In order to deal with an range of new foes, Aloy can use a new set of skills that can now be unlocked in a skill-tree, called “Traveller,” which was added next to existing trees – Prowler, Brave and Forager. One thing I have to make perfectly clear – regardless of how much you’ve leveled up your character, Aloy is going to have to work a bit harder before she can tackle some of the machines that are lurking within “The Cut.” Sure you can go for it straight away, but it won’t be a walk in the park. First off, she needs more powerful weapons, but most of the weapons on offer cannot be purchased unless you have a special type of blue crystal, which is used in this particular region as one of the main trading resources. Even if Aloy packs a brand new weapon such as the Stormslinger (acts like kind of rifle-like, long-range firearm), taking down waves of new creatures, such as the extremely powerful Daemonic Scorcher, will be very challenging. The Scorcher, for instance, lunges forth with an epic stride and has strong fire-based attacks, but it is also incredibly agile. In short, not only do you have to carry better weapons, but you have to dodge faster, and make every shot with your weapon count, and things get tougher with each encounter.
Now let’s get into the really good stuff. One of the most commendable aspects of The Frozen Wilds is the fact that it continues in the spirit of the main game. The moment you step into the new area, you’ll start to feel the magic of the original. I have to admire Guerrilla Games’ incredible devotion to detail. You’ll have plenty of fresh content to sink your teeth into, next to the main story, of course. Side-quests take you on separate little journeys, and each one is a thrill on its own. There’s no telling what lurks beyond each and every corner, but whatever it is, you can bet your ass it’s worth it. During my time with the DLC, I did not come across a challenge or quest that was repetitive or uninteresting. Kudos to the devs on keeping things exciting and fresh.
Another neat little addition is dealing with Control Towers, which unless taken down, will provide perks and boosts to all nearby machines. It’s a cool new gameplay element that increases the need for a more strategic approach as you fight the new Daemonic machine threat.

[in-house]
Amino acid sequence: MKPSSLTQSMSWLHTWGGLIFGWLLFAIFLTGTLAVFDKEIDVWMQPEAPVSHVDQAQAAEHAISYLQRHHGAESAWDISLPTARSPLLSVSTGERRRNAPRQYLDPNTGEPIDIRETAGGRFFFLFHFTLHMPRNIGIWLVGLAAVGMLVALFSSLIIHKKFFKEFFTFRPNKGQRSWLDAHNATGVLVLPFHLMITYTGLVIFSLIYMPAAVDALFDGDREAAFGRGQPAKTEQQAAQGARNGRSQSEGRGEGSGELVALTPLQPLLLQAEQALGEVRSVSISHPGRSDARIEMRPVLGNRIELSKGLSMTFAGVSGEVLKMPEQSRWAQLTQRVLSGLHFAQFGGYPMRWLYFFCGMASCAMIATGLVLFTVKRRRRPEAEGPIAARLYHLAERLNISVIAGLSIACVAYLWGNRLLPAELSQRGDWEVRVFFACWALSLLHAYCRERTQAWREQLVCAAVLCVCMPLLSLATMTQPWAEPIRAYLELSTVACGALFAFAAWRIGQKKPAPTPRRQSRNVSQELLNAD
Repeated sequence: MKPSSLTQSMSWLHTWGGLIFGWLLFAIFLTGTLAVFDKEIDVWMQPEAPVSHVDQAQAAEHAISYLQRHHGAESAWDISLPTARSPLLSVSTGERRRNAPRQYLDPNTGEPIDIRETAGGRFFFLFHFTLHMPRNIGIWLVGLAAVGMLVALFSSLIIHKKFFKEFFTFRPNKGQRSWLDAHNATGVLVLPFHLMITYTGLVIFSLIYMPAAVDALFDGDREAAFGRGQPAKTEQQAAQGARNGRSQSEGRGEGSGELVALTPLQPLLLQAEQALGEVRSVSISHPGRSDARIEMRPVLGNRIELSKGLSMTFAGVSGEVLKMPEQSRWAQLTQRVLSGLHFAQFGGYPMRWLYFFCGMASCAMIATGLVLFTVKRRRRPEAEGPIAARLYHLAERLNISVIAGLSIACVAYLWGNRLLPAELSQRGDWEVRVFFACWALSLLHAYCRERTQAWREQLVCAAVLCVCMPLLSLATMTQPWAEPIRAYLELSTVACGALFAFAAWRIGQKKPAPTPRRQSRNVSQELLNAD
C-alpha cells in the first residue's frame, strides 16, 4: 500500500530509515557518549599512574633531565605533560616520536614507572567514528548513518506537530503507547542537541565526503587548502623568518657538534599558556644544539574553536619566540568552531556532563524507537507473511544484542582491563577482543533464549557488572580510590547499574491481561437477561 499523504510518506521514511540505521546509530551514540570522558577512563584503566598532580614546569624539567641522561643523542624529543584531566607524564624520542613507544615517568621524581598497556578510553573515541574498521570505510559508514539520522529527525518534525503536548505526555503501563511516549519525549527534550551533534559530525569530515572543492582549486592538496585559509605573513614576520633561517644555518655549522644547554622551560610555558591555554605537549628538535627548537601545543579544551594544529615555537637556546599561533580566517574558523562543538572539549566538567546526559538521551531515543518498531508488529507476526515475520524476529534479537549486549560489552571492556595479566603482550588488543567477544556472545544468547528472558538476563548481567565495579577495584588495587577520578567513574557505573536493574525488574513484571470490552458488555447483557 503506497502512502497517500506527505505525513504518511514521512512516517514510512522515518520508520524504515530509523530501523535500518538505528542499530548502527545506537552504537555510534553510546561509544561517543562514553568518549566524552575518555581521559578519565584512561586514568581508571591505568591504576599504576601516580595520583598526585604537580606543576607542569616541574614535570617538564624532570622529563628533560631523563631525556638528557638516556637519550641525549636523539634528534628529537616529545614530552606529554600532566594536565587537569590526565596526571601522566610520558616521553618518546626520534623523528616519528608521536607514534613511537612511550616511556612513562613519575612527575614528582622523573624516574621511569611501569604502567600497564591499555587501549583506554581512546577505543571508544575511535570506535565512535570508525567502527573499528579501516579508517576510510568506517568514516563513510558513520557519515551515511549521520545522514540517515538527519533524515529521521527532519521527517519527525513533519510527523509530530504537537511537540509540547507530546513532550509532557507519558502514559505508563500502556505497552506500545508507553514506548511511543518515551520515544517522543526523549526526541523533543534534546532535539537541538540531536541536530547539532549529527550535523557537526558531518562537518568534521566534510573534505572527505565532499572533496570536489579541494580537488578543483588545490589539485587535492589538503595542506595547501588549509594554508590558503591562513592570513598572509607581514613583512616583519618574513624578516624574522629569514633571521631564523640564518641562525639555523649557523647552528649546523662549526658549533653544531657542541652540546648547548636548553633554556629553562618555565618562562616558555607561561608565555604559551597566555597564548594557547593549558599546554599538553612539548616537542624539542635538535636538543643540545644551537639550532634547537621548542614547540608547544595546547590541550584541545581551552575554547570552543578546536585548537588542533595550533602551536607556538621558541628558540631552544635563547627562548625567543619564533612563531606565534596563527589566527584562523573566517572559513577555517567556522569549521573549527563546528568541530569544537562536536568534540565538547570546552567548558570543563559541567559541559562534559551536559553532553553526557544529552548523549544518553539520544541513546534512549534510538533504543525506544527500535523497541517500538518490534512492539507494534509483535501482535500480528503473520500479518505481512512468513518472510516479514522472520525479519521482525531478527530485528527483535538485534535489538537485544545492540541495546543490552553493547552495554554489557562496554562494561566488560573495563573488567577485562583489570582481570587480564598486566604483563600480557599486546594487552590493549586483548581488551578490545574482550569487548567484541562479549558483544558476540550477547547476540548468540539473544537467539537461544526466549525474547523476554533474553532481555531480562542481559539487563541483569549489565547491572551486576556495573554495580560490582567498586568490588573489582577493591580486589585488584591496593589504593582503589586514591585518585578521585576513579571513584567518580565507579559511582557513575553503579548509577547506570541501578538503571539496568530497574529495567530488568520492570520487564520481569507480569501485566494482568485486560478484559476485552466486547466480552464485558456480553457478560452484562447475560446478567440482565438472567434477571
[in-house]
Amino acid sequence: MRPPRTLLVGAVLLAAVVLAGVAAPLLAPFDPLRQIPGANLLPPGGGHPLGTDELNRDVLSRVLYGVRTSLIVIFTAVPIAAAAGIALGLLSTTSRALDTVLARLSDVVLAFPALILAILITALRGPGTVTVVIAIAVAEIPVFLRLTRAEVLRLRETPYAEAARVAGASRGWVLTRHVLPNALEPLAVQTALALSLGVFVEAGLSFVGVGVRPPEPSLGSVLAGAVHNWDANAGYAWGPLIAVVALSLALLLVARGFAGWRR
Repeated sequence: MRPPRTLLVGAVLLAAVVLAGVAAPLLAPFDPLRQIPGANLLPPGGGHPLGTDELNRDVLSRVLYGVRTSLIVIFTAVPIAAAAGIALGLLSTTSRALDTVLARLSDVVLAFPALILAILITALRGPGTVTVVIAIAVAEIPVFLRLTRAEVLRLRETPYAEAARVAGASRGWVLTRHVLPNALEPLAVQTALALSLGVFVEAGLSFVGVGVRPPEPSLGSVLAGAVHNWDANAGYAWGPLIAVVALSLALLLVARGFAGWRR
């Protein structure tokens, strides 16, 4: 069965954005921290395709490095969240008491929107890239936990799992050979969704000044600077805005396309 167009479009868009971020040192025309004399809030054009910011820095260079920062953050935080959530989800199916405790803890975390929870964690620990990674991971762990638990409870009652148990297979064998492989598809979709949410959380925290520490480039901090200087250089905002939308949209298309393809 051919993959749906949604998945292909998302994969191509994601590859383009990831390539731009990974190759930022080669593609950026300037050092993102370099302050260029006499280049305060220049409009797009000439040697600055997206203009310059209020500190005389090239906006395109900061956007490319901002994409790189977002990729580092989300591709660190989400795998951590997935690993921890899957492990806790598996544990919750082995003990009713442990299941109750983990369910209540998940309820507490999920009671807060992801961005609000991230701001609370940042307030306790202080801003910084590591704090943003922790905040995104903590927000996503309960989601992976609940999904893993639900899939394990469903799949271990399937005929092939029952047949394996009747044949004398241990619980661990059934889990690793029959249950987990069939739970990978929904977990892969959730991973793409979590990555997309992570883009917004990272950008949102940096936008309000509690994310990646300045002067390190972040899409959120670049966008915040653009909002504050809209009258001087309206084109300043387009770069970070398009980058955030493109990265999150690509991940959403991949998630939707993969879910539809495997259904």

To my slight disappointment, I did run into some nasty bugs that need to be ironed out. When I was exploring one of the new underground areas (a massive water dam) the camera behaved somewhat erratically at times. This happened when certain walls or objects got in the way of the action, as I was panning the camera around. Another issue occurred when I took out a giant Snapmaw. The body of the Snapmaw had jammed and blocked one of the cave entrances. I managed to get around that by reloading my save, but I wasn’t too happy about having to deal with three Daemonic Snapmaws all over again just because of that glitch.
I must stress that these are minor issues and they honestly haven’t spoiled my overall view of what’s clearly a fine addition to such an epic and gorgeous world.
The new skill-tree is kind of basic. Apart from skills like ‘Dismount Strike’ (delivering a devastating blow to machines while jumping from your mount) you won’t find any noteworthy thrills in terms of combat maneuvers. Most of them are quite frankly just practical improvements that help with salvaging parts and collecting resources along the way.
In the end, it must be said that this is a pretty solid DLC pack that expands a rich and beautiful world, taking you on a mysterious new journey and offering a satisfying continuation to Aloy’s exciting tale. If you’re looking to explore every nook and cranny of the new map, you’ll have a lot to enjoy, and we highly recommend you take your time to complete every side-quests and extra challenge. Trust me, they are all worth it.